SPIEGEL Interview with Argentina's President 'We Are Slowly Starting To Enjoy Greater Trust'
Argentina is the guest country at this year's Frankfurt Book Fair, which opens this week. In a SPIEGEL interview, Argentine President Cristina Fernández de Kirchner, 57, discusses her country's path away from the military dictatorship of the 1970s, the economic crisis of 2002 and her country's relations with Venezuelan President Hugo Chávez.
SPIEGEL: President Fernández de Kirchner, on Tuesday evening, you will attend the opening of the Frankfurt Book Fair. Argentina is the guest country this year. Which book are you reading at the moment?
Fernández de Kirchner: A historical book about a hero from our independence movement from the Spanish colonial bosses 200 years ago. It is so good that my Venezuelan colleague Hugo Chávez nabbed it from me. I read it in New York, where I took part in the Millennium Summit of the United Nations.
SPIEGEL: At the book fair you will be accompanied by a group of exciting young authors, but you seem to have a more strained relationship with journalists. You have just presented a controversial media law to the parliament. Do you want to keep the press on a short leash?
Fernández de Kirchner: No, absolutely not. We advised all parties in advance and extensively. We also oriented ourselves based on US legislation.
SPIEGEL: But you want to centrally regulate the distribution of paper for newspapers. In that way, the government is going to be able to put pressure onto them.
Fernández de Kirchner: La Nacion and Clarín, the two biggest newspaper companies, have a monopoly on paper production. The state only holds a minority stake. The two can access the paper at special prices while the others are forced to pay more. That is unfair competition!
SPIEGEL: Is that not just a pretext to discipline Argentina's biggest newspaper, Clarín? It has been criticising your government for years.
Fernández de Kirchner: All governments had a problem with Clarín. A former associate of the paper has admitted that they always support a president in the first few years to take advantage of them. In the last two years they punish them -- in the hope that a new president will take office and the cycle will be repeated. Now, for the first time it has come to light that Clarín has downplayed the crimes of the military dictatorship.
SPIEGEL: You and your husband have tried to encourage a process of working through the crimes committed under the military dictatorship. What experiences did you have then?
Fernández de Kirchner: My husband and I were arrested several times. We weren't allowed to work as lawyers in the civil service, but, luckily, we could work as independent attorneys. We were in a sort of internal exile, far from the capital, in Patagonia. One time a bomb was planted in my office, but it didn't explode. Another time my office was set on fire. I was never tortured. We were lucky. But we always felt an obligation to the victims of the dictatorship.
SPIEGEL: Were you a member of the left-wing guerrilla movement, the Montoneros?
Fernández de Kirchner: No. When I was a student, I belonged to the Peronist Youth, but I never fought with a weapon in my hand.
SPIEGEL: One of the biggest idols in Argentina is Che Guevara. He tried to bring the Cuban revolution to the rest of the world and was murdered in Bolivia in 1968. What does he mean to you?
Fernández de Kirchner: For those who stand up for their ideals, things often end tragically. Che is a man who fought unconditionally for his ideas and died for them. We will send an exact copy of his diaries, which has been made available to us by the Bolivian government, to the book fair in Frankfurt. The original lies in a vault in the central bank in Bolivia.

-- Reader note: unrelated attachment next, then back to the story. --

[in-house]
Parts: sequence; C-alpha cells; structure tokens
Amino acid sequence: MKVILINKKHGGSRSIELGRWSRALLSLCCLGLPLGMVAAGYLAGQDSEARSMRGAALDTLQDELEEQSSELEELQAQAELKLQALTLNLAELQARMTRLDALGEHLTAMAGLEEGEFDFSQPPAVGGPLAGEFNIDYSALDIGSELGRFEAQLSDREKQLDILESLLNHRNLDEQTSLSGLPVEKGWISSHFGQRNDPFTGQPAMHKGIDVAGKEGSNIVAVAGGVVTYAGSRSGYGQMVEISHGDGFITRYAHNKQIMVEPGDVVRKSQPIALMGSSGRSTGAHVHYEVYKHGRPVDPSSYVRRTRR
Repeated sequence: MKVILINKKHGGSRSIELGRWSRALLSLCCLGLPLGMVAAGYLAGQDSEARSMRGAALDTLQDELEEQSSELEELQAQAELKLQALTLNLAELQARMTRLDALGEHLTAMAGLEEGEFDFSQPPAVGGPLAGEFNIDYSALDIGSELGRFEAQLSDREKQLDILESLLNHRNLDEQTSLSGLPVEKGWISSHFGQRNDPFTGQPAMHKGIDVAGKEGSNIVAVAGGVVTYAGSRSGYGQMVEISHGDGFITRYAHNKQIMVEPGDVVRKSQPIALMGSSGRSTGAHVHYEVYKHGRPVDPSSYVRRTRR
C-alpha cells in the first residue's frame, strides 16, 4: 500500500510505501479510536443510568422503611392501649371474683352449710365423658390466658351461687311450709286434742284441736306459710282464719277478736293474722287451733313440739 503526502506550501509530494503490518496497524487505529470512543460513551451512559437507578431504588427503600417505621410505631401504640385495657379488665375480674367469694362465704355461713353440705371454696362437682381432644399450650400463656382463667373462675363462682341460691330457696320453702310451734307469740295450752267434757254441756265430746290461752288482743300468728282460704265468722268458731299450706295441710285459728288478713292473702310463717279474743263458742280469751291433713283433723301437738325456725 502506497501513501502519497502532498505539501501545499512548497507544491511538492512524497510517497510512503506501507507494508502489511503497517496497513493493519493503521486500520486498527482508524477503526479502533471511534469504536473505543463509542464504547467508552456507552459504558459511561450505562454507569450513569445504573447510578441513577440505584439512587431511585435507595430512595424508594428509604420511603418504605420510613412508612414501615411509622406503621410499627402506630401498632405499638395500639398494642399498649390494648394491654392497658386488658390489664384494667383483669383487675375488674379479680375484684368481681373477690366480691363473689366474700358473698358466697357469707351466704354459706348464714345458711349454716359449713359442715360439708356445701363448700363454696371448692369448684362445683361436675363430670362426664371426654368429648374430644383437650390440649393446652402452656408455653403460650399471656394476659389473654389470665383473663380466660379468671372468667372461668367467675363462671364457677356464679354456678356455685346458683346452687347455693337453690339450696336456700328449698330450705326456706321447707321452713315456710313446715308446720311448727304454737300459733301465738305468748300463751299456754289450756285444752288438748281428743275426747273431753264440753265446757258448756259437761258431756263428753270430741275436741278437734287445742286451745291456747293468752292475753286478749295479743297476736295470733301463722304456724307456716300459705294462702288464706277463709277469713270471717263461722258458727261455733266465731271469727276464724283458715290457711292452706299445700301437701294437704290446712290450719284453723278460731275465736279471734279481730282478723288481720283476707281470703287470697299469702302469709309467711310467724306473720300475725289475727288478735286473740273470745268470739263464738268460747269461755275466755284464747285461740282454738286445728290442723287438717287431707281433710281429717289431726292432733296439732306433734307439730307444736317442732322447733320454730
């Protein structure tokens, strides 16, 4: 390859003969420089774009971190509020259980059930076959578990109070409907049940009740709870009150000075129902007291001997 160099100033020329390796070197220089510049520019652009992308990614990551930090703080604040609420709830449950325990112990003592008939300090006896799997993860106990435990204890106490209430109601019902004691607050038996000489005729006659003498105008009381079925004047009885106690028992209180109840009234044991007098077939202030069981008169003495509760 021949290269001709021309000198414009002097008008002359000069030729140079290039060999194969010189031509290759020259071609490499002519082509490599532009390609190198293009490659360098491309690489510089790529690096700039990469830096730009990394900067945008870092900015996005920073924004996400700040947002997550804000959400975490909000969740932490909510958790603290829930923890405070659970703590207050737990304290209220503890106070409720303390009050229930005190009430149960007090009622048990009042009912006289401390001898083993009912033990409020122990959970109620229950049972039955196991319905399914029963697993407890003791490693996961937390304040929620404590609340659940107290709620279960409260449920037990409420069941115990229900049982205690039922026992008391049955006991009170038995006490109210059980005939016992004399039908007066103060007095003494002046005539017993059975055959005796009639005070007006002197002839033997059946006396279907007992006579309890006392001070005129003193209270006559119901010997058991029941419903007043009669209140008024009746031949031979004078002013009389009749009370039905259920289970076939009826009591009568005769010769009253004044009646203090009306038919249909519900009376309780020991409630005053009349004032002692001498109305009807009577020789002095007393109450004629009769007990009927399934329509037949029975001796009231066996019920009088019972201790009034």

SPIEGEL: Is Evita Perón your personal role model?
Fernández de Kirchner: I probably identify much more with Evita because I am a woman and a Peronista. But you have to see it in the historical context, to understand that she caused her own revolution inside the Peronist revolution. At that time, in the 1940s, women weren't allowed to vote in Argentina, and artists like her were viewed as prostitutes. She was an illegitimate child and poor. Actually, she would have been destined to be shut out of society, but instead she remains worshipped to this day around the world.
SPIEGEL: Che and Evita are tragic heroes, and tragedy appears to be a constant in Argentine history. Until the middle of the last century, Argentina was one of the richest countries in the world. Then a descent began that has already lasted for decades.
Fernández de Kirchner: That is the lasting result of the military coup of March 24, 1976. The military destroyed our local industry with their neoliberal politics. What ruined us in the end was the coupling of our currency, the peso, with the US dollar in the 1990s.
SPIEGEL: Carlos Menem, a Peronist like you and your husband, was responsible for that.
Fernández de Kirchner: I don't have a "Peronometer," or a yardstick for how bound someone is to the ideals of Juan Domingo Perón. At any rate, he was elected president two times. In order to keep the exchange rate parity with the dollar, the state had to go further and further into debt. And, naturally, exports suffered. We weren't able to compete.
SPIEGEL: The Menem years culminated in the financial crash of 2001.
Fernández de Kirchner: When my husband, Néstor Kirchner, took over the government in 2003, debt amounted to 260 percent of gross domestic product, and there was a poverty rate of 50 percent. It was a catastrophe. Of course, we still have many disparities, but since then we have made great strides in all areas. We have record reserves in the government coffers. Since 2003, we have had six years with about 8.5 percent economic growth, the highest growth rate in the last 200 years.
- Part 1: 'We Are Slowly Starting To Enjoy Greater Trust'
- Part 2: 'I Maintain Very Good Relations with all Governments'